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Mutagenicityin bacteria

No key study has been defined addressing mutagenic potential of 4-methoxybenzaldehyde in bacteria. However, a variety of Ames tests have been taken into consideration in a weight of evidence. The test substance was negative in bacterial reverse mutation assays in the presence or absence of a metabolic activation system at concentration levels up to 5000 µg/plate. No relevant increases in revertants were observed in S. typhimurium strain TA1537 in a standard plate test (BASF AG, 1987; 85/49) and in S. typhimurium strains TA1535, TA97, TA98 and TA100 in a preincubation test (NTP, 2002). In line, 4-methoxybenzaldehyde was found negative in S. typhimurium strains TA100, TA1535, TA98, TA1537 and E. coli WP2uvrA (Chemicals Investigation Promoting Council, 2001) and in TA98, TA100, TA1535, TA1537, TA1538 plus E. coli. WP2uvrA (JETOC, 1996-2008). Furthermore, Ames tests in literature with limited documentation confirmed the absence of a mutagenic potential of 4-methoxybenzaldehyde in bacteria.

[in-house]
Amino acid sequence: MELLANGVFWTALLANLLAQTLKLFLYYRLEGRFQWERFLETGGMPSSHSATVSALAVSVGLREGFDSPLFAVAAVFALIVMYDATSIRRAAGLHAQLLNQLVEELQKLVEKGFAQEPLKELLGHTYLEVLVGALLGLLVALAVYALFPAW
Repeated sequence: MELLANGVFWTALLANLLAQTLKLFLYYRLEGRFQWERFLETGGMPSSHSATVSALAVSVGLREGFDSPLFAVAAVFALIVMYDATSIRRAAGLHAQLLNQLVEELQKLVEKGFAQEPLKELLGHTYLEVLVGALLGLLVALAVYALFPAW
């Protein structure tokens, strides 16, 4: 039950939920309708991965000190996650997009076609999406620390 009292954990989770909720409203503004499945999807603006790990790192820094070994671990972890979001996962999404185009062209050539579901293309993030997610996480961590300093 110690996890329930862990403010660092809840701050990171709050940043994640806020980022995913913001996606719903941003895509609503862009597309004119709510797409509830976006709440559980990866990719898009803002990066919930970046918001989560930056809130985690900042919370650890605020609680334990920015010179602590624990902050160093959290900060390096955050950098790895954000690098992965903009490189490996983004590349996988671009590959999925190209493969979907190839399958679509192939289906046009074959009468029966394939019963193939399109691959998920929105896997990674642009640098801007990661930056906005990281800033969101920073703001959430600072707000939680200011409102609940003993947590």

Mutagenicityin mammalian cells

In the chosen key study, a gene mutation assay in chinese hamster V79 cells in vitro (V79/HPRT) test acc. to OECD 476 and GLP, no substantial and reproducible dose dependent increase of the mutation frequency was observed up to the maximum concentration of 4-methoxybenzaldehyde (10 mM) with and without metabolic activation (BASF, 2012; 50M0538/11X266). The mutation frequency observed remained well within the historical range of respective solvent controls. Therefore, 4-methoxybenzaldehyde is considered to be non-mutagenic in this HPRT assay.

Further contradicting data from literature with limited documentation are available. However, indications of a mutagenic potential of 4-methoxybenzaldehyde in mammalian cells could not be confirmed by the chosen key study, which was performed according to current OECD protocol under GLP.

Frequencies of 6-thioguanine resistant mutations in chinese hamster V79 induced by UV or x-rays were decreased by treatment with 10, 33 or 100 µM 4-methoxybenzaldehyde (Imanishi, 1990).